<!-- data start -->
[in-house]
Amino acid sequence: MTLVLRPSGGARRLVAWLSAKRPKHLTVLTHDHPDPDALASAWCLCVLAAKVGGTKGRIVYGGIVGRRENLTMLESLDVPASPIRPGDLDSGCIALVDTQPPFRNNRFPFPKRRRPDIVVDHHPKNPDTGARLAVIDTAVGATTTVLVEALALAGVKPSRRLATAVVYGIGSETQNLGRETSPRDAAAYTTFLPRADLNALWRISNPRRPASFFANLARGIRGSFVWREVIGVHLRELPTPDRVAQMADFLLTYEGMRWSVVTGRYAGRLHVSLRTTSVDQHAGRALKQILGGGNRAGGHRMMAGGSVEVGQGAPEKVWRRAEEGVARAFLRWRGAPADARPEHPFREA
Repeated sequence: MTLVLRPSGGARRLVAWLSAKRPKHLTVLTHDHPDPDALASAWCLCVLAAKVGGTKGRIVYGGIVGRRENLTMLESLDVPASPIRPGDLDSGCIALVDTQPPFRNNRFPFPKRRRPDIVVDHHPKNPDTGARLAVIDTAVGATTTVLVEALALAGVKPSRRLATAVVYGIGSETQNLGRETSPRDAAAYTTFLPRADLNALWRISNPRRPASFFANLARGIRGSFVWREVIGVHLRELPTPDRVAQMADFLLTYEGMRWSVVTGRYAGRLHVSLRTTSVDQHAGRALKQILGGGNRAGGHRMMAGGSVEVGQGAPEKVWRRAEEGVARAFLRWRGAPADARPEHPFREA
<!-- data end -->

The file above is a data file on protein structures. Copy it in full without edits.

[in-house]
Amino acid sequence: MTLVLRPSGGARRLVAWLSAKRPKHLTVLTHDHPDPDALASAWCLCVLAAKVGGTKGRIVYGGIVGRRENLTMLESLDVPASPIRPGDLDSGCIALVDTQPPFRNNRFPFPKRRRPDIVVDHHPKNPDTGARLAVIDTAVGATTTVLVEALALAGVKPSRRLATAVVYGIGSETQNLGRETSPRDAAAYTTFLPRADLNALWRISNPRRPASFFANLARGIRGSFVWREVIGVHLRELPTPDRVAQMADFLLTYEGMRWSVVTGRYAGRLHVSLRTTSVDQHAGRALKQILGGGNRAGGHRMMAGGSVEVGQGAPEKVWRRAEEGVARAFLRWRGAPADARPEHPFREA
Repeated sequence: MTLVLRPSGGARRLVAWLSAKRPKHLTVLTHDHPDPDALASAWCLCVLAAKVGGTKGRIVYGGIVGRRENLTMLESLDVPASPIRPGDLDSGCIALVDTQPPFRNNRFPFPKRRRPDIVVDHHPKNPDTGARLAVIDTAVGATTTVLVEALALAGVKPSRRLATAVVYGIGSETQNLGRETSPRDAAAYTTFLPRADLNALWRISNPRRPASFFANLARGIRGSFVWREVIGVHLRELPTPDRVAQMADFLLTYEGMRWSVVTGRYAGRLHVSLRTTSVDQHAGRALKQILGGGNRAGGHRMMAGGSVEVGQGAPEKVWRRAEEGVARAFLRWRGAPADARPEHPFREA